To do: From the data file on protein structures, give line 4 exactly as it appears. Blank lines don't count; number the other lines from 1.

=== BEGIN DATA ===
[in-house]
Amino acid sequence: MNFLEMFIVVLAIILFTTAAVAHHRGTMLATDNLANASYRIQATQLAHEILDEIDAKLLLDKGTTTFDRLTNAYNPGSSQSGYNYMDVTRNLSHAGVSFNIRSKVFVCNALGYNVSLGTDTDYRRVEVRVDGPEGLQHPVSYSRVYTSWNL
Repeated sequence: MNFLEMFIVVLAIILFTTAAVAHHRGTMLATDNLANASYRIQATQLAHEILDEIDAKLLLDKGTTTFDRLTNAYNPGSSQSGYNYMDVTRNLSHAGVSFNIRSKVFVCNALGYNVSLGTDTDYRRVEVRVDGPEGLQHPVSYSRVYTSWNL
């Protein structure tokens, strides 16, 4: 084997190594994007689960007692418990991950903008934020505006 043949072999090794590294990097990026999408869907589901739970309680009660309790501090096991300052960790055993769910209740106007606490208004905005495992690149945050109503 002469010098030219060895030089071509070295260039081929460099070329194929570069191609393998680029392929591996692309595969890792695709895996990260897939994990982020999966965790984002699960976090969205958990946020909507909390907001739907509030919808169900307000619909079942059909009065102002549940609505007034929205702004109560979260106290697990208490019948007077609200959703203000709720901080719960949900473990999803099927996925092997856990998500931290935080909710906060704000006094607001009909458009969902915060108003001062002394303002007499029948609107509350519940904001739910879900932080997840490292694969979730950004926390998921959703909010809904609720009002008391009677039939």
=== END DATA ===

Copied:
């Protein structure tokens, strides 16, 4: 084997190594994007689960007692418990991950903008934020505006 043949072999090794590294990097990026999408869907589901739970309680009660309790501090096991300052960790055993769910209740106007606490208004905005495992690149945050109503 002469010098030219060895030089071509070295260039081929460099070329194929570069191609393998680029392929591996692309595969890792695709895996990260897939994990982020999966965790984002699960976090969205958990946020909507909390907001739907509030919808169900307000619909079942059909009065102002549940609505007034929205702004109560979260106290697990208490019948007077609200959703203000709720901080719960949900473990999803099927996925092997856990998500931290935080909710906060704000006094607001009909458009969902915060108003001062002394303002007499029948609107509350519940904001739910879900932080997840490292694969979730950004926390998921959703909010809904609720009002008391009677039939």